e is a constant, equal to 2.718 (it is the base of natural logarithms);

k = the annual percentage increase expressed as a decimal fraction (in
other words, it's the value we've been calling p, divided by 100);

t = time (in any units you care to choose).

Don't be put off by the strange notation; N_sub_o is pronounced "N sub
O" and N_sub_t is pronounced "N sub T." This is the way mathematicians
and physicists like to talk about quantities, but once you get used to
the odd way of expressing them, the ideas themselves are simple enough.
To handle the arithmetic involved in such an equation, remember that
when two items are written next to each other, it means that they
should be multiplied together. In this example, k and t have been
written kt and this means that k is multiplied by t. (We have also used
an asterisk to indicate that two numbers should be multiplied by each
other, so kt and k*t mean the same thing--multiply k times t.)

There is a standard order in which mathematical operations are carried
out. First, any exponents should be evaluated (figured out). In this
case, kt is an exponent, so you multiply k times t first. Next you
carry out the exponentiation: in this case, you raise e to the power of
k*t. (A $15 scientific calculator from Radio Shack can raise e to any
power for you.) Next you carry out any multiplication or division; in
this case, because they are written next to each other, you would
multiply N_sub_o times whatever you got when you raised e to the power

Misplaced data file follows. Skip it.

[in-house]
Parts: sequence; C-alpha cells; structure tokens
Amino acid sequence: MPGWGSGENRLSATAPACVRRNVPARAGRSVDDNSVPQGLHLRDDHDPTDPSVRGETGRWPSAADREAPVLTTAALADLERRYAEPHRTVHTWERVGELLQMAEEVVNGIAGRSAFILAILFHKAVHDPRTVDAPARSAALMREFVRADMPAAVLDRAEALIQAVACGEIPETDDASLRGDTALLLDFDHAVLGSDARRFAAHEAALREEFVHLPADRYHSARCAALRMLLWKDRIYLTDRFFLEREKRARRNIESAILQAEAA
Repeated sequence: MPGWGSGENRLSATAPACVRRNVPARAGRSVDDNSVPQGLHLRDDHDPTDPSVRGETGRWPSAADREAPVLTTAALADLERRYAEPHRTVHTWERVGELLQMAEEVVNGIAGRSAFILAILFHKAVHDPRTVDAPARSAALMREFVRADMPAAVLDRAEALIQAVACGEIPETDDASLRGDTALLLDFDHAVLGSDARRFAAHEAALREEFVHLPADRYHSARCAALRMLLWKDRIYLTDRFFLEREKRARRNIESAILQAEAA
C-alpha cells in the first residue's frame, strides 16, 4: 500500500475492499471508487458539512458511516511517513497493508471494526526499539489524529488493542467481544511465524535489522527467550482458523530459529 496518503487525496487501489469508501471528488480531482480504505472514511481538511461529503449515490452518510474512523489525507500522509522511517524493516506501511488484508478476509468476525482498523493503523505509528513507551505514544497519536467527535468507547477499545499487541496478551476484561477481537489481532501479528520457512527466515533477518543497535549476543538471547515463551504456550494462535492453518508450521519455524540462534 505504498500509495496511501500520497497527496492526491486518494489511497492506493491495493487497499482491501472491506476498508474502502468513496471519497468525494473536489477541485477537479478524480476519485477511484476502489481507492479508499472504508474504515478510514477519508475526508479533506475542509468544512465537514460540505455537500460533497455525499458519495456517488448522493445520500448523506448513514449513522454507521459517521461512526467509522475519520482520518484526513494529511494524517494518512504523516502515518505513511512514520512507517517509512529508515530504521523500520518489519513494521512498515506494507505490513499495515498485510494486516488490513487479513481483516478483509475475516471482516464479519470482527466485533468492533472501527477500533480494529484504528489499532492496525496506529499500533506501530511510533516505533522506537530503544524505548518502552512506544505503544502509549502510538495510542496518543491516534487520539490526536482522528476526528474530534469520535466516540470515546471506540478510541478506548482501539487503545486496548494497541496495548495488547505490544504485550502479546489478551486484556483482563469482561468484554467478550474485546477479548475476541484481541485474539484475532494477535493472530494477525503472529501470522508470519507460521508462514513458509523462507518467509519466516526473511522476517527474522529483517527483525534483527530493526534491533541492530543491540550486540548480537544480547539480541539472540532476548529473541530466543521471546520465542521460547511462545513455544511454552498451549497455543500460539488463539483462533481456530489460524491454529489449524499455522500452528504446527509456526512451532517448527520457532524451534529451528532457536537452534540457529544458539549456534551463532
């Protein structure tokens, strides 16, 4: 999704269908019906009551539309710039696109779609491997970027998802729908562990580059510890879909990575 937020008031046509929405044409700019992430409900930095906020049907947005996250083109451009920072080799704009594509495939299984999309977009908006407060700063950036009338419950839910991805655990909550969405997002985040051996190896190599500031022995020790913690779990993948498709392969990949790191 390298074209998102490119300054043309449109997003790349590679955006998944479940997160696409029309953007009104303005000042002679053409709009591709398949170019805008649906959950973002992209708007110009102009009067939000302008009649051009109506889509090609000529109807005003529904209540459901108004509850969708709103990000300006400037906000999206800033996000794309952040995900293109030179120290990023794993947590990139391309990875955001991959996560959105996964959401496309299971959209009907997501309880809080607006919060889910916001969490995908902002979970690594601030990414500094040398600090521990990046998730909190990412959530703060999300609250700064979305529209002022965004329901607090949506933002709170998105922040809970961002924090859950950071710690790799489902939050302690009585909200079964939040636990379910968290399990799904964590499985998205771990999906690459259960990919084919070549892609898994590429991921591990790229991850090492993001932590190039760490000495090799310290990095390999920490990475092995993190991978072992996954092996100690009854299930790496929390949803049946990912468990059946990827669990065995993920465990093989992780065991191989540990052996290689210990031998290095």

of kt. Last, you do any addition or subtraction; in this particular
example there isn't any addition or subtraction indicated.

Parentheses are used to change the order in which mathematical
operations are carried out; always do what's inside parentheses first.
Start inside the innermost parentheses and work your way outward.

Example of Rule 3: If production of hazardous wastes is growing at 6.5%
per year [thus doubling every 10.8 years] and if we produced 30 million
tons of hazardous waste in 1980, how much hazardous waste will we be
producing in 1995? N_sub_o = 30 million tons; t = 1995-1980, or 15; k =
6.5/100, 0.065. Therefore, N_sub_t (the amount of waste produced at
time t), when t = 15, is e raised to the power of (0.065 x 15, or
0.975), times 30 million. Using a scientific calculator, we raise e to
the power of 0.975 and we get 2.65. Therefore, the amount of waste to
be produced in 1995 = 30 million tons times 2.65, or 79.5 million tons,